INFORMATION SHEET No. 18
The Munros in History - 1
Donald, ancestor of the Munros of Foulis, is said to have received his lands in Ross-shire as a reward for helping King Malcolm II (1005-34) against invaders from Scandinavia; and according to tradition members of the family fell in the armies which fought for Scotland's independence at Bannockburn (1314) and Halidon Hill (1333). (The first chief authenticated by record evidence was killed in defence of the Earl of Ross (1369).
When James I came to Inverness to assert his authority in 1428 he seized many leading Highlanders: some were executed, some imprisoned, while others - including a group of Munros - were granted remission for past offences.
The clan does not seem to have been unduly combative, but two minor skirmishes are remembered (though not firmly dated) - one against the Mackenzies at Bealach nam Broig at the back of Wyvis, when the chief and many of his family were killed, and the other at Clachnaharry near Inverness against the Mackintoshes, when a younger son of chief lost a hand in the fighting. Every laird who held his lands directly from the Crown was obliged to keep order in his own territory, and to raise his men for war when required.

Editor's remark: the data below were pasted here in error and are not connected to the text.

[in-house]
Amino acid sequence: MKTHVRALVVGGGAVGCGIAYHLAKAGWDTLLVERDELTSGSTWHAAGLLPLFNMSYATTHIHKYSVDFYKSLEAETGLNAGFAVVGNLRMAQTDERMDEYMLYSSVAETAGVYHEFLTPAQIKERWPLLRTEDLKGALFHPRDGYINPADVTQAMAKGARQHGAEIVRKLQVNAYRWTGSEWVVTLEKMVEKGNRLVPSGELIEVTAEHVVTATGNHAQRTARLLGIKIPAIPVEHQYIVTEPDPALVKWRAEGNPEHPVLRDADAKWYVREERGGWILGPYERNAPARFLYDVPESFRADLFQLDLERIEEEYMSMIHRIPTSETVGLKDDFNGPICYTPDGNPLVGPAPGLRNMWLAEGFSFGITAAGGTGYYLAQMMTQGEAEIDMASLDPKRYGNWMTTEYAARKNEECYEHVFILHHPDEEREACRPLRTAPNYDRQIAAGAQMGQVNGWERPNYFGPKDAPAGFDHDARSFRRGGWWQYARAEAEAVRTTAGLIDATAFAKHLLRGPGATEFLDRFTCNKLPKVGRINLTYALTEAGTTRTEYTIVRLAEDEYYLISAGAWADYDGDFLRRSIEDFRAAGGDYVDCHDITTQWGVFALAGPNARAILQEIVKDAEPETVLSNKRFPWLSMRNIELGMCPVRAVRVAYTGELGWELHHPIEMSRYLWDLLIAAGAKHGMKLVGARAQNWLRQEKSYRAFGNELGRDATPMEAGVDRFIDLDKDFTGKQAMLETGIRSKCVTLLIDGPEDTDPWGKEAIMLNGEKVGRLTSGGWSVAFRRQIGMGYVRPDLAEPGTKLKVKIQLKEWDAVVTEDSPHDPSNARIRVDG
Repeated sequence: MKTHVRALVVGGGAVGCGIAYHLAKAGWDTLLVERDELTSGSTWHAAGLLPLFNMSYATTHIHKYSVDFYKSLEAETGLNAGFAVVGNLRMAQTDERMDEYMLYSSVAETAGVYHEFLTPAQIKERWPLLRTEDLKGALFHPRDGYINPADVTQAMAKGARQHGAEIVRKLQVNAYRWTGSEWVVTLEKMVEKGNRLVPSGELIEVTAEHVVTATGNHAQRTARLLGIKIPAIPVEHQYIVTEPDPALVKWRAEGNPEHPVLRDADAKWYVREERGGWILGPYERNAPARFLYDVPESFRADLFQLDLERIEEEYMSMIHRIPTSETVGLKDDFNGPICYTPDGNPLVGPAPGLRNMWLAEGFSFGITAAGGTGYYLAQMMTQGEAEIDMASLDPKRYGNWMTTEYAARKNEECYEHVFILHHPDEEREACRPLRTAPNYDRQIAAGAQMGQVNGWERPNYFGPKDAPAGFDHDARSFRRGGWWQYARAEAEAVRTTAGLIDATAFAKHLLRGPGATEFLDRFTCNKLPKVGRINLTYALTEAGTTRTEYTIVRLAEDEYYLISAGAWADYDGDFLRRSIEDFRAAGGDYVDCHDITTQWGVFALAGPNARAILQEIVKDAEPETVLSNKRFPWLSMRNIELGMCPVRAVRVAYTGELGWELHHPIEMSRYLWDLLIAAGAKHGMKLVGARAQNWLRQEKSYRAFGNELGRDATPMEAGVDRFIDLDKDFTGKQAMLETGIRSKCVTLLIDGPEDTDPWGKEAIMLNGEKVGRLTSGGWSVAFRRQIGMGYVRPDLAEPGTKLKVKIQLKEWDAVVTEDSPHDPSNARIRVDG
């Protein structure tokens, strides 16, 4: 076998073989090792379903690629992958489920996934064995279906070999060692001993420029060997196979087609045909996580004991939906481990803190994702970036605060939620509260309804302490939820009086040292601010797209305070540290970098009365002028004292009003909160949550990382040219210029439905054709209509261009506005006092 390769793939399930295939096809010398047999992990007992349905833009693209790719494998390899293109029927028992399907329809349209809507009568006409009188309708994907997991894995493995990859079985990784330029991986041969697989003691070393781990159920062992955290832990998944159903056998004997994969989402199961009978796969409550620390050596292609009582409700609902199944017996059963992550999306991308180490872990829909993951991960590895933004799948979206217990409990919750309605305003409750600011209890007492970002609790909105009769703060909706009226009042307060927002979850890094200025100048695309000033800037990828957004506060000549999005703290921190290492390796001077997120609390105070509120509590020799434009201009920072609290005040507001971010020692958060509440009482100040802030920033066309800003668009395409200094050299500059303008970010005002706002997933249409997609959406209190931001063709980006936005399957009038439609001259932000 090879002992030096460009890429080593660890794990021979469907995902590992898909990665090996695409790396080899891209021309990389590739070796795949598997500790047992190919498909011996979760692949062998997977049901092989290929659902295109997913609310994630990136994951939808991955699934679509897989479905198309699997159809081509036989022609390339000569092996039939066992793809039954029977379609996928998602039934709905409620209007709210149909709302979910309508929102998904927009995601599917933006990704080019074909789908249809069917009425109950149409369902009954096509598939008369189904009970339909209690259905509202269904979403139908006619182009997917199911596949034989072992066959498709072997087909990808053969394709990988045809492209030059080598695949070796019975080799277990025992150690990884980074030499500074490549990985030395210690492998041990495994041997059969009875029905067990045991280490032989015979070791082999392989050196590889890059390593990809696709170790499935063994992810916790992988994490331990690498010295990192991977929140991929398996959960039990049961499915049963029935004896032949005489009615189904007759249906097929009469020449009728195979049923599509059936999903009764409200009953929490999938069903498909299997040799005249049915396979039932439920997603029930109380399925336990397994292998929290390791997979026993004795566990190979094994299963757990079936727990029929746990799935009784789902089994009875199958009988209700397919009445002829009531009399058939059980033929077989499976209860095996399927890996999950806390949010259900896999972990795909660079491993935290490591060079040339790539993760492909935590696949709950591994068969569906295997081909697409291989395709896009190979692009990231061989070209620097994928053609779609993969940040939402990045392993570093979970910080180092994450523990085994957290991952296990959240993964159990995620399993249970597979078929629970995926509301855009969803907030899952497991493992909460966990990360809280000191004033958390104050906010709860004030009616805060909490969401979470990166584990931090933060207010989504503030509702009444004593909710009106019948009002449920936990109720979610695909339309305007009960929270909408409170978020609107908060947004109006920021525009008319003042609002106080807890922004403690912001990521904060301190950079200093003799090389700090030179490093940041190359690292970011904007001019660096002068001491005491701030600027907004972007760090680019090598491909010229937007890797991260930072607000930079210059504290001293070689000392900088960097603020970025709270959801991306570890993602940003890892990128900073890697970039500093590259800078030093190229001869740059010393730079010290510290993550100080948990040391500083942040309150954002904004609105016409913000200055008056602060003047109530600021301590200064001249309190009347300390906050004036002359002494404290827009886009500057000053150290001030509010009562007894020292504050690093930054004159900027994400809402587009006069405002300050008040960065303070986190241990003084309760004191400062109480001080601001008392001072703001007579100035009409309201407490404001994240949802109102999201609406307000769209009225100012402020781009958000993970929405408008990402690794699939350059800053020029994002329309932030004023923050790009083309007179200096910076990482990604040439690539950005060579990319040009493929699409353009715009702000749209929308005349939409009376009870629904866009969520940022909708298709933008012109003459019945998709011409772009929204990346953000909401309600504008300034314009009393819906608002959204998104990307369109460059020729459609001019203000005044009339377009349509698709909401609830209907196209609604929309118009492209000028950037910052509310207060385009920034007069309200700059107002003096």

The Munro chiefs also held public office under the Stewart monarchy - Sir William was killed in 1505 on the King's business in Wester Ross, and his son was the royal Lieutenant there ten years later. In 1547 the chief was slain at Pinkie with many of his followers in battle against an English invading force.
Early in her short reign Queen Mary visited Inverness during a northern progress, and when the castle gates were shut against her by a Gordon constable the Munros and the Frasers gave her loyal support; later she spent some time hunting in the neighbourhood. During her son's long minority, Monro of Milntown and then his chief, Robert mor Munro, had charge of the crown lands of Ross and the Black Isle; and as a baron of the realm Robert was also involved in the choice of at least one Regent (Morton). He had attended the 'reformation parliament' in 1560, and his son Hector was Dean of Ross in the reformed church before succeeding as chief in 1588.